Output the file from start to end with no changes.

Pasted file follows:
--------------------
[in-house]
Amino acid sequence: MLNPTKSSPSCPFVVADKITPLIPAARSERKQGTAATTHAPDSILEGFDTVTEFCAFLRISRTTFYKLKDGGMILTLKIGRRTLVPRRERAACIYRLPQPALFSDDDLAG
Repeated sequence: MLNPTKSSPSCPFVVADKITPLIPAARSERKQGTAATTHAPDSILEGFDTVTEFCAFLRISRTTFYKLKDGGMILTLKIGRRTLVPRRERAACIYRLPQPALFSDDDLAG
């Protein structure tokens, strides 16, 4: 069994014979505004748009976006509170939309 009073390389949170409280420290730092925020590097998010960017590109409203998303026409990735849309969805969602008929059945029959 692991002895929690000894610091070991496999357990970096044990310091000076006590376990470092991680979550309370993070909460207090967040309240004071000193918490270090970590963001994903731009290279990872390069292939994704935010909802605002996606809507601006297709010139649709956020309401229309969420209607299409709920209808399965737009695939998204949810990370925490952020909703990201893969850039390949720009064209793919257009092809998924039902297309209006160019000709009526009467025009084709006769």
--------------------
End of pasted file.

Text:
[in-house]
Amino acid sequence: MLNPTKSSPSCPFVVADKITPLIPAARSERKQGTAATTHAPDSILEGFDTVTEFCAFLRISRTTFYKLKDGGMILTLKIGRRTLVPRRERAACIYRLPQPALFSDDDLAG
Repeated sequence: MLNPTKSSPSCPFVVADKITPLIPAARSERKQGTAATTHAPDSILEGFDTVTEFCAFLRISRTTFYKLKDGGMILTLKIGRRTLVPRRERAACIYRLPQPALFSDDDLAG
């Protein structure tokens, strides 16, 4: 069994014979505004748009976006509170939309 009073390389949170409280420290730092925020590097998010960017590109409203998303026409990735849309969805969602008929059945029959 692991002895929690000894610091070991496999357990970096044990310091000076006590376990470092991680979550309370993070909460207090967040309240004071000193918490270090970590963001994903731009290279990872390069292939994704935010909802605002996606809507601006297709010139649709956020309401229309969420209607299409709920209808399965737009695939998204949810990370925490952020909703990201893969850039390949720009064209793919257009092809998924039902297309209006160019000709009526009467025009084709006769």